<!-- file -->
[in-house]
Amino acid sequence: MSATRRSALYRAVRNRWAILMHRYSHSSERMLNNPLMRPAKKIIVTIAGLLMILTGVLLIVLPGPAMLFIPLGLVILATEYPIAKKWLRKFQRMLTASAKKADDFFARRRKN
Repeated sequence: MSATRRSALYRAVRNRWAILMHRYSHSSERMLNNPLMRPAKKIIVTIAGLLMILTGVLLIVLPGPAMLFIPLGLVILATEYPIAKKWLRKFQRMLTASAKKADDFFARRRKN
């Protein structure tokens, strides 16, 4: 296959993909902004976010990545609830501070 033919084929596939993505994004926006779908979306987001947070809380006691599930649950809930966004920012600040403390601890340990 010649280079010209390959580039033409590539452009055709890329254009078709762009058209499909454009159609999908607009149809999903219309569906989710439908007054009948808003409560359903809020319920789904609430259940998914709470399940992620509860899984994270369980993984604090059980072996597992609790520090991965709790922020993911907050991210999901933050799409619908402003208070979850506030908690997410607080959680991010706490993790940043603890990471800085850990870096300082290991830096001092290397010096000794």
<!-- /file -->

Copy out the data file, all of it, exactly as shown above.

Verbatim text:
[in-house]
Amino acid sequence: MSATRRSALYRAVRNRWAILMHRYSHSSERMLNNPLMRPAKKIIVTIAGLLMILTGVLLIVLPGPAMLFIPLGLVILATEYPIAKKWLRKFQRMLTASAKKADDFFARRRKN
Repeated sequence: MSATRRSALYRAVRNRWAILMHRYSHSSERMLNNPLMRPAKKIIVTIAGLLMILTGVLLIVLPGPAMLFIPLGLVILATEYPIAKKWLRKFQRMLTASAKKADDFFARRRKN
């Protein structure tokens, strides 16, 4: 296959993909902004976010990545609830501070 033919084929596939993505994004926006779908979306987001947070809380006691599930649950809930966004920012600040403390601890340990 010649280079010209390959580039033409590539452009055709890329254009078709762009058209499909454009159609999908607009149809999903219309569906989710439908007054009948808003409560359903809020319920789904609430259940998914709470399940992620509860899984994270369980993984604090059980072996597992609790520090991965709790922020993911907050991210999901933050799409619908402003208070979850506030908690997410607080959680991010706490993790940043603890990471800085850990870096300082290991830096001092290397010096000794």